Cell phones have become an unquestionably ubiquitous part of everyday life for a large majority of Americans. Many take their phones with them everywhere and use them for numerous functions throughout the course of their day. Consequently people often inadvertently or purposefully store a host of personal information on such devices. The Supreme Court has recently recognized some limited privacy interests in the contents of an individual’s cell phone. However, the Fourth Amendment generally does little to protect the warrantless seizure of such information by law enforcement authorities. Courts often invoke the third party doctrine in reasoning that no objectively reasonable expectation of privacy exists in information that a cell phone user willingly shares with another party such as their cell phone provider.

Recently, courts have grappled with applying existing Fourth Amendment jurisprudence to cell phone site location information. This data, which reveals the location of the cell phone user, is automatically cataloged when the phone communicates to the nearest cell tower. Although the locational information provided to law enforcement was initially rather vague it is becoming increasingly accurate with the proliferation in quantity and quality of cell towers. Longer-term monitoring may also effectively reveal individual patterns or other potentially personal information.

In arguing that law enforcement should have access to this information without need for obtaining a warrant, the government has maintained that cell site location information should be available through application of the third party doctrine. However, privacy proponents argue that this doctrine hinges on both a knowing and voluntary disclosure which arguably does not exist with the disclosure of cell site location information. Alternatively, the pervasive nature of these searches may render them subject to an objectively reasonable expectation of privacy.

The Supreme Court has yet to elucidate a clear approach to the application of the Fourth Amendment to newer forms of digital media. Meanwhile, lower courts have adopted differing approaches. In 2013, the Fifth Circuit determined that court orders compelling providers to produce historical cell site location information were not per se unconstitutional when done without probable cause. However, some state and district courts have required the government to make a showing of probable cause for such information. Most recently the 11th Circuit temporarily created a circuit split with the Fifth Circuit by concluding that probable cause is necessary for obtaining such information. The decision was vacated pending an en banc hearing that convened on February 24th. Regardless of the outcome of the rehearing, this issue is likely to continue percolating throughout federal and state courts.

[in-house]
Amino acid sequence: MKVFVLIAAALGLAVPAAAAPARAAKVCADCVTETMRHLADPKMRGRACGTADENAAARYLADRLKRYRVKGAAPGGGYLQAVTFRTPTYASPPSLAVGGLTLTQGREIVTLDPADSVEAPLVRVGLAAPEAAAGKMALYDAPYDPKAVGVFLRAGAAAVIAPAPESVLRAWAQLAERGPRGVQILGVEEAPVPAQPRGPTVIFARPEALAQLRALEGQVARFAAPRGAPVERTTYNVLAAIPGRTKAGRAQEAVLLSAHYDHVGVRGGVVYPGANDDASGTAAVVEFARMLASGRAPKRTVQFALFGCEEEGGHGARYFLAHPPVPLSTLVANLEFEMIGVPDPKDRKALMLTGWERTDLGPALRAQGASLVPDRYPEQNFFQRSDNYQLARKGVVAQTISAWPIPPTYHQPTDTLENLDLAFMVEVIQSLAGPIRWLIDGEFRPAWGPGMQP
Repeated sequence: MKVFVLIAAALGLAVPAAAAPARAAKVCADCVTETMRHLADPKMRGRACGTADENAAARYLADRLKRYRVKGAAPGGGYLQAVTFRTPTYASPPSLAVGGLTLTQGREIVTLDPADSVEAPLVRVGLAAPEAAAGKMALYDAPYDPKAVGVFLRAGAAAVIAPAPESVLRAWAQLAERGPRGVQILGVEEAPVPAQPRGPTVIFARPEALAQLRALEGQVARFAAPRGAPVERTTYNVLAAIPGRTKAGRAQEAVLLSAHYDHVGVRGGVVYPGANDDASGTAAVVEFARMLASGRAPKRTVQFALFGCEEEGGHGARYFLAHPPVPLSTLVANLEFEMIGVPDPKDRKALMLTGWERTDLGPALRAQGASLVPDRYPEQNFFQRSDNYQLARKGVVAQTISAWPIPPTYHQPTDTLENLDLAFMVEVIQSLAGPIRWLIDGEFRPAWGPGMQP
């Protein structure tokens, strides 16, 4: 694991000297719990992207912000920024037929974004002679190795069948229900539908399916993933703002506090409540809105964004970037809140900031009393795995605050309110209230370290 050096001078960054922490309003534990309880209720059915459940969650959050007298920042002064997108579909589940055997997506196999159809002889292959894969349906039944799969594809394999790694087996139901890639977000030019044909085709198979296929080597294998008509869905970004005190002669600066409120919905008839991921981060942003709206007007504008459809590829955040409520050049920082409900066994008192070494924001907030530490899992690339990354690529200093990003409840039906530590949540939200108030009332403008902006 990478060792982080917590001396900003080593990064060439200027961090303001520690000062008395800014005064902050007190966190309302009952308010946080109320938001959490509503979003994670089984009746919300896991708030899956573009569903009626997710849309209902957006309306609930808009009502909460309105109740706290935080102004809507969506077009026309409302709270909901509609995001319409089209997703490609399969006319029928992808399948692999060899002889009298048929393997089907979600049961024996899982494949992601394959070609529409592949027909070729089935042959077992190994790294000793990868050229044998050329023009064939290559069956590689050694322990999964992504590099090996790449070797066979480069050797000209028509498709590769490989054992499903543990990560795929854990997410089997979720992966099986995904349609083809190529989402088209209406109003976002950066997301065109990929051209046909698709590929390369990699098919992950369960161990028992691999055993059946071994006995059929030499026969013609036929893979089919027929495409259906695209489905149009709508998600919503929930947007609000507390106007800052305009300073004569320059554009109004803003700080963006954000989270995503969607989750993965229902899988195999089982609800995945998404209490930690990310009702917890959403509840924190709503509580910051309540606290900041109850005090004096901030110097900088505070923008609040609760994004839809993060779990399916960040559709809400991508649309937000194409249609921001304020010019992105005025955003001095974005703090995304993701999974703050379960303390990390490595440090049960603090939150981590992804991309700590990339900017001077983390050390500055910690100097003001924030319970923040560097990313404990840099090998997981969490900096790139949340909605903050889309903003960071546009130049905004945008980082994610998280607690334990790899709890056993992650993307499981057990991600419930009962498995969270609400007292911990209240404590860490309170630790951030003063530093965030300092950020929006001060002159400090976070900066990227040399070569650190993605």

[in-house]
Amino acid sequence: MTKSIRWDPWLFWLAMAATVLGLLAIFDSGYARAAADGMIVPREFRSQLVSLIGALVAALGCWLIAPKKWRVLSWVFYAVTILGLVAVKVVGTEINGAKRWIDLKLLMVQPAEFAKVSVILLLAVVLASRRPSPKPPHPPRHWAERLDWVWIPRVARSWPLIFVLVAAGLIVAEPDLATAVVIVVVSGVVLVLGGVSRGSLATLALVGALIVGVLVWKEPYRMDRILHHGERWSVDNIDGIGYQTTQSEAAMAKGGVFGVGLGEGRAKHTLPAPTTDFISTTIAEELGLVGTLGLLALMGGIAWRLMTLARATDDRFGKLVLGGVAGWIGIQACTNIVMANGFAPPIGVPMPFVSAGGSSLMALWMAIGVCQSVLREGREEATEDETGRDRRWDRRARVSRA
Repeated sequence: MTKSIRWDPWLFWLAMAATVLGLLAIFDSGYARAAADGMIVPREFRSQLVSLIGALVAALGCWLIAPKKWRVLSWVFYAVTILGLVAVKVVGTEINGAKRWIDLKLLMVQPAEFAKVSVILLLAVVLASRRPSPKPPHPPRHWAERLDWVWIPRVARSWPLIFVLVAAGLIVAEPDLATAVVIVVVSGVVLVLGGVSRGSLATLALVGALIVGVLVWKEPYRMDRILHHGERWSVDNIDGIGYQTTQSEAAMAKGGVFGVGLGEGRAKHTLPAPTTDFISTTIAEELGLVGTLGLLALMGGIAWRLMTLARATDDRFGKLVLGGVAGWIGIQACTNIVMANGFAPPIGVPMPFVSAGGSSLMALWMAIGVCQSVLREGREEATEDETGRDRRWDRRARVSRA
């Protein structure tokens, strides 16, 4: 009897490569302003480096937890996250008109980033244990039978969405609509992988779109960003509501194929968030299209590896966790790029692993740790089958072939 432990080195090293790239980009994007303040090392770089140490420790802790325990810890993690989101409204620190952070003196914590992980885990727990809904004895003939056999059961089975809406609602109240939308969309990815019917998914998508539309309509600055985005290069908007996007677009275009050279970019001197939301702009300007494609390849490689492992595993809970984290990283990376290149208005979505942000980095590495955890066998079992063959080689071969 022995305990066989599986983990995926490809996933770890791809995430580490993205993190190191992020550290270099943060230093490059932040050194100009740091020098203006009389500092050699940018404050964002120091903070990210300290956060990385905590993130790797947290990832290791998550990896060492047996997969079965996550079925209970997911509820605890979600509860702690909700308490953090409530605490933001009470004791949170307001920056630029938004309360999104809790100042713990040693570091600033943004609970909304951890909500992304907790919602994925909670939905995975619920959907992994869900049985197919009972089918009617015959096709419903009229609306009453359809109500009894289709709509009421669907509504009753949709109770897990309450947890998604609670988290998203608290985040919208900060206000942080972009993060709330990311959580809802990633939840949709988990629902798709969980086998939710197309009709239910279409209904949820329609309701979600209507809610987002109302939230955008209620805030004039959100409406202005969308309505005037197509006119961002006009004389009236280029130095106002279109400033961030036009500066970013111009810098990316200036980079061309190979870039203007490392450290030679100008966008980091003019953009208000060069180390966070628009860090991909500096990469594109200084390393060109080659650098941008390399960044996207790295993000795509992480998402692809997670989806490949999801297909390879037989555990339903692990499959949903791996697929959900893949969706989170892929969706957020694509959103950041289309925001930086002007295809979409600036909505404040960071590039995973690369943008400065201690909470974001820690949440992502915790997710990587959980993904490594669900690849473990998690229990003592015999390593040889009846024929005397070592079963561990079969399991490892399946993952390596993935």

Reed Nixon

2 Responses to Cell Phones, Privacy and the Unclear Scope of the Fourth Amendment

  1. jlukasiewicz says:

    With the advancements in technology, the court will most likely need to reform how they evaluate privacy issues. The third party doctrine and reasonable expectation of privacy tests no longer seem applicable. Many individuals transfer data unknowingly simply by owning a cell phone. Since cell phones are carried with most individuals at all time, obtaining cell site data location without a warrant seems very problematic. Cell site data location is imprecise which even strengthens the need for a warrant when obtaining this information.

    The recent Supreme Court cases, Davis and Jones, may reveal deference to individual privacy rights in regards to cell phone data. In Riley v. California, the Court held it unconstitutional for the government to obtain data stored on the mobile phone without a warrant. In Jones v. US, the Court held warrantless GPS tracking of unconstitutional. Both these cases illustrate how cell phones and mobile tracking create unique privacy rights.

    Hopefully, in resolving the circuit split, the Court will protect Fourth Amendment rights by modifying the privacy tests used in this technological age.

  2. Kevin Saunders says:

    I wonder how long it will be before the Supreme Court intervenes to craft a cogent precedent concerning individuals’ data privacy rights over digital media? With the rise of the Internet of Things leading to an increasingly connected universe of consumer electronics, which are constantly uploading and sharing users’ information in the cloud, to what extent can an individual really be said to “willingly share” info related to their location, Internet searches, utility consumption, automobile usage, etc..

    Do we impute knowledge of the 3rd-party’s collection and dissemination of data onto the user? Or impose strict disclosure requirements on the 3rd party, conditioned on consent of the individual? In either event, does it entitle law enforcement officials to the information, which could prove dispositive to the outcome of a criminal proceeding, without first showing probable cause?

    The absence of a clear legal precedent leaves 21st-century Americans uncertain just how secure we are from unreasonable searches and seizures.